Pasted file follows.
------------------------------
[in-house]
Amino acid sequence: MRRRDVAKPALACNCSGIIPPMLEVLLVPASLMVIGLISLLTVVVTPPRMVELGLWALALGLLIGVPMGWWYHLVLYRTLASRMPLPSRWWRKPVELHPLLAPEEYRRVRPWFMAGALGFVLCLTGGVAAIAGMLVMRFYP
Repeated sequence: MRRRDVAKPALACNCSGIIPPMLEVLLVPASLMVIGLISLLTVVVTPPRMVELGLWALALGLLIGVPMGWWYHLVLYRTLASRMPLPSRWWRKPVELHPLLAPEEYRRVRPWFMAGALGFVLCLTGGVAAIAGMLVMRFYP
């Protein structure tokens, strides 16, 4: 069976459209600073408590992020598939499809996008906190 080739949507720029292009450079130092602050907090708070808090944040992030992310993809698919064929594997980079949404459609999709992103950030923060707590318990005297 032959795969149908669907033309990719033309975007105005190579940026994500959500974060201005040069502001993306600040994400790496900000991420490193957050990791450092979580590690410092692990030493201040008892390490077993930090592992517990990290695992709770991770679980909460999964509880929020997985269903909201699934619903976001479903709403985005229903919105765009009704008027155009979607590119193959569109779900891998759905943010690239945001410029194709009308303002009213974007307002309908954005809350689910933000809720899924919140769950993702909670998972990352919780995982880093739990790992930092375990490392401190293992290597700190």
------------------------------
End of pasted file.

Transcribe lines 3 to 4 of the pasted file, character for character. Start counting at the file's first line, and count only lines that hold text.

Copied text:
Repeated sequence: MRRRDVAKPALACNCSGIIPPMLEVLLVPASLMVIGLISLLTVVVTPPRMVELGLWALALGLLIGVPMGWWYHLVLYRTLASRMPLPSRWWRKPVELHPLLAPEEYRRVRPWFMAGALGFVLCLTGGVAAIAGMLVMRFYP
């Protein structure tokens, strides 16, 4: 069976459209600073408590992020598939499809996008906190 080739949507720029292009450079130092602050907090708070808090944040992030992310993809698919064929594997980079949404459609999709992103950030923060707590318990005297 032959795969149908669907033309990719033309975007105005190579940026994500959500974060201005040069502001993306600040994400790496900000991420490193957050990791450092979580590690410092692990030493201040008892390490077993930090592992517990990290695992709770991770679980909460999964509880929020997985269903909201699934619903976001479903709403985005229903919105765009009704008027155009979607590119193959569109779900891998759905943010690239945001410029194709009308303002009213974007307002309908954005809350689910933000809720899924919140769950993702909670998972990352919780995982880093739990790992930092375990490392401190293992290597700190």